Apoptosis is a form of cell death historically defined by morphological and biochemical changes that occur in the cell body and nucleus. However, in contrast to nonneuronal cells in which apoptosis has been most intensively studied, neurons exhibit elaborate morphologies with synaptic connections often located at sites a great distance from the cell body. Signaling events occurring in synaptic terminals are believed to play important roles in either promoting (e.g., activation of glutamate receptors in postsynaptic spines) or preventing (e.g., activation of neurotrophic factors in presynaptic terminals) neuronal cell death in various physiological and pathological settings. We have found that apoptotic biochemical cascades can be activated locally in synaptic terminals and neurites and have shown that such cascades can result in local functional and morphological alterations and can also propagate to the cell body resulting in neuronal death. Prostate apoptosis response-4 production, caspase activation, loss of plasma membrane phospholipid asymmetry, mitochondrial dysfunction, and production of factors capable of inducing nuclear chromatin condensation and fragmentation can all occur locally in synaptic terminals in response to various stimuli. Activation of receptors for neurotrophic factors (e.g., basic fibroblast growth factor, secreted form of amyloid precursor protein alpha, and activity-dependent neurotrophic factor) and cytokines (e.g., tumor necrosis factor-alpha) in synaptic terminals can exert synaptoprotective actions that either can be transduced locally or may require signals to the nucleus and back. In addition to their roles in synaptic degeneration and neuron death, apoptotic cascades may play roles in synaptic plasticity. For example, we found that caspase activation can lead to proteolysis of certain glutamate receptor subunits and that this action of capases is correlated with reduced calcium responses to glutamate. We propose that apoptotic cascades function in a continuum in which low levels of activation play roles in adaptive responses to "stressors," whereas higher levels of activation mediate synaptic degeneration and cell death.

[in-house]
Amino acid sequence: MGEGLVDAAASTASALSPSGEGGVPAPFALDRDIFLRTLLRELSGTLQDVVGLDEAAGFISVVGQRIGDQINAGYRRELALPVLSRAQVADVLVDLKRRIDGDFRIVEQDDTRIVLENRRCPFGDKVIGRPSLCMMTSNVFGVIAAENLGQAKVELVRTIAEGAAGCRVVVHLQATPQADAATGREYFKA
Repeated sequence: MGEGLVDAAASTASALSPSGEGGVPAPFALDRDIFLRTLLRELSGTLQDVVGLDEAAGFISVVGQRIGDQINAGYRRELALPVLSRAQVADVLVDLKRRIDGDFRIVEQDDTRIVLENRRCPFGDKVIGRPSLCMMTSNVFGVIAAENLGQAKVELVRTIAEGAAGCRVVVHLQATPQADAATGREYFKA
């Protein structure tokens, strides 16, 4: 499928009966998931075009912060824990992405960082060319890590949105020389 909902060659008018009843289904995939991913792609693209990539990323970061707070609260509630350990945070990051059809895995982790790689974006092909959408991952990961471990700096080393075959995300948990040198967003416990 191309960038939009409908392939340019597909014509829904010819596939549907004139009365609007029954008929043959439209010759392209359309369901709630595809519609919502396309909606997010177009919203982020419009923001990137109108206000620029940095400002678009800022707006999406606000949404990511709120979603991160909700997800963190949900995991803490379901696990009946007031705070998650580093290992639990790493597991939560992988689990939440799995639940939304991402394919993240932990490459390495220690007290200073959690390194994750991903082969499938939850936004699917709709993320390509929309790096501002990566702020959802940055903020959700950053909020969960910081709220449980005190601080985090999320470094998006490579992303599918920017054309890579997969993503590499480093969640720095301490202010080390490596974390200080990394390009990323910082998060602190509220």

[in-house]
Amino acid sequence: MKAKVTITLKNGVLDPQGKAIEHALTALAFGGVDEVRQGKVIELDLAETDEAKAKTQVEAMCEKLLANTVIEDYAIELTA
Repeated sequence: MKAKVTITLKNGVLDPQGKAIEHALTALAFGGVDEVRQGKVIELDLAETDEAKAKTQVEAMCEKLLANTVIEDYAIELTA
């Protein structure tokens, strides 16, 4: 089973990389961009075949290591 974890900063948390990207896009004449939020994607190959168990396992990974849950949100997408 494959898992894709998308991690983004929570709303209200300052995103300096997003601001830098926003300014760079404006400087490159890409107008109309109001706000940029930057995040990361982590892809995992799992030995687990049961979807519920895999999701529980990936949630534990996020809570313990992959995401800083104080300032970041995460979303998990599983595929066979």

Copyright 1999 Wiley-Liss, Inc.